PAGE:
Investors face higher tax bills on stapled securities
The federal government is considering doubling the tax rate applied to more than $199 billion worth of so-called stapled structures, in a move that experts say could scare off foreign investors.
Separate securities, such as a share in a company and a unit in a trust, can be stapled together to create a tax-advantaged financial instrument that has long been used in the property and infrastructure sectors (see Helpful Resources > Investments > Why Stapled Securities for more information on these types of investments).
This structure is particularly attractive to foreign investors because, when combined with rules for managed investment trusts, it allows tax to be paid at 15 per cent or lower. That compares to the normal company tax rate of 30 per cent.
But the government and Australian Taxation Office are worried that stapled structures have been adopted beyond the traditional property and infrastructure sectors by entities seeking to convert active business income into tax-advantaged passive income.
The Tax Office issued a taxpayer alert in February. The revenue authority said it had seen more than $10 billion in non-compliant structures over the past 12 to 18 months, with $300 million estimated to be in dispute. ATO officials were “discouraging these type of arrangements”, which would be subject to increased scrutiny, including audits and potential litigation.
Now the government has flagged a policy change. In a discussion paper released on Friday 31st March, Treasury set out options for “removing the tax advantages of stapled arrangements”. Treasurer Scott Morrison may use the May federal budget to announce any changes.
Allens tax practice leader Martin Fry said he was worried about the mixed signals being sent to foreign investors.
“The government needs to exercise care and get the narrative right,” he said.
“On the one hand, Australia has been at pains to attract investment.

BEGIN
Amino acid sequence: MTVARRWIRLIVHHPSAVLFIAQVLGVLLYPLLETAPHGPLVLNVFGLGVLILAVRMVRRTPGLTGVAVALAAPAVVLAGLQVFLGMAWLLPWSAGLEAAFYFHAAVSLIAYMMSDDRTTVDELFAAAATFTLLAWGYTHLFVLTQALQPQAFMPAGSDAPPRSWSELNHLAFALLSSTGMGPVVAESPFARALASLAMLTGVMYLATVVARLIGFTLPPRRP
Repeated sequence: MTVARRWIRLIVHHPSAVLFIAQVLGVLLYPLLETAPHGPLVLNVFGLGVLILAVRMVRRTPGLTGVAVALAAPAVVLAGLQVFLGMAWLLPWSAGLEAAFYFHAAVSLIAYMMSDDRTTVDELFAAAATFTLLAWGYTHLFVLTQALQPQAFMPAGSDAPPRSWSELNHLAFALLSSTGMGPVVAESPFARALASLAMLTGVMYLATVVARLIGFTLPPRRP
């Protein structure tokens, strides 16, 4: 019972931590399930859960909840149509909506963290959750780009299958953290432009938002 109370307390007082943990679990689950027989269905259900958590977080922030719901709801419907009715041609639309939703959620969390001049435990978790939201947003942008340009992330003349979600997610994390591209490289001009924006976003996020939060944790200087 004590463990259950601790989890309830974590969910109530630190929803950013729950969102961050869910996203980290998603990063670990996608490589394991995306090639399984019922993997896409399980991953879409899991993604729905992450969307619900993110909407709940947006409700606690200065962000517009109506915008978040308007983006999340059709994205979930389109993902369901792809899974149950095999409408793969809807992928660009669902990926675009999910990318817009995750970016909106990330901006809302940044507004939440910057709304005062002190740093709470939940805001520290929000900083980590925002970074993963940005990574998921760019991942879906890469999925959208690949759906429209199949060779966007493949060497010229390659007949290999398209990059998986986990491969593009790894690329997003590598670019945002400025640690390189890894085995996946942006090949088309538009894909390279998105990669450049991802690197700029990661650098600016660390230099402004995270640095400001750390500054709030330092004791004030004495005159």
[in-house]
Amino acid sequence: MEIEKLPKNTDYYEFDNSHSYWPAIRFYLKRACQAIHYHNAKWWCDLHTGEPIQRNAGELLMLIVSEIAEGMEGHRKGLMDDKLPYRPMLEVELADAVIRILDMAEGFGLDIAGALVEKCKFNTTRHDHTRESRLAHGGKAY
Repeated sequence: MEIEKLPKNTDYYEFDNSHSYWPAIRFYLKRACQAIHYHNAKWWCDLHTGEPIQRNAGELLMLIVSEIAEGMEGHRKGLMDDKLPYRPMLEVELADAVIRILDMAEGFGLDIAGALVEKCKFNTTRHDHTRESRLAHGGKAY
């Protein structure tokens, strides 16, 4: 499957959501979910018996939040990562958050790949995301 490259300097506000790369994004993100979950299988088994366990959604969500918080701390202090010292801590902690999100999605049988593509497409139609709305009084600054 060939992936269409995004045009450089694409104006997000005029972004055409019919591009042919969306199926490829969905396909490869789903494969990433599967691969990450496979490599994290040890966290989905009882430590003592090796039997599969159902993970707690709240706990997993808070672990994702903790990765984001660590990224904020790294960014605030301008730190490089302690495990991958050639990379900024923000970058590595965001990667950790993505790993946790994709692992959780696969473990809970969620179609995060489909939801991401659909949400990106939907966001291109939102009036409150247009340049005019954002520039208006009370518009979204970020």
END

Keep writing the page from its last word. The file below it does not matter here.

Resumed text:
But on the other, uncertainty is emerging over structures through which toll roads, ports, power assets and shopping centres have been held for many years without being viewed as possibly tax aggressive.
A stable approach to policy change would see existing structures carved out of any law change.”
The use of stapled structures has spread beyond infrastructure and property to agriculture, renewables, mining and technology. Assets such as royalty streams and intellectual property are being moved into passive structures.
The Treasury paper says one option for change would be to treat stapled entities as consolidated for tax purposes, which would see them taxed entirely at 30 per cent. Another option would achieve the same end by treating the trust element of a structure as if it were a company.
But there could be carve-outs or protections for managed investment trusts, real estate investment trusts and critical infrastructure, the paper also suggests.
The Turnbull government has reaffirmed its commitment to cutting the corporate tax rate and is likely to continue to pursue “integrity” measures to provide assurances that tax avoidance is under control.
Stapled structures have come to the attention of the ATO because their tax arrangements have been included in the criteria for approval by the Foreign Investment Review Board.
According to the Treasury paper, there were six listed staples in Australia in 2000. This has grown to more than 60 and a range of unlisted staples has also emerged. As of December 2016, listed staples accounted for approximately $199 billion in ASX market capitalisation, up from $149 billion two years earlier.
“The re-characterising of trading income into a lower taxed passive income flow reduces overall tax revenue and presents a risk to the integrity of the corporate tax base,” the paper says.
“This undermines the ability of the government to funds its activities and deliver services to the community”.
Australian real estate investment trusts and infrastructure funds, by value and number, are largely stapled. Stapled structures are used by almost 90 per cent of infrastructure funds.
University of Melbourne finance professor Kevin Davis has previously questioned the basis for the tax structures given they have been banned in most developed countries.
Article extracted from AFR article of same title by Joanne Mather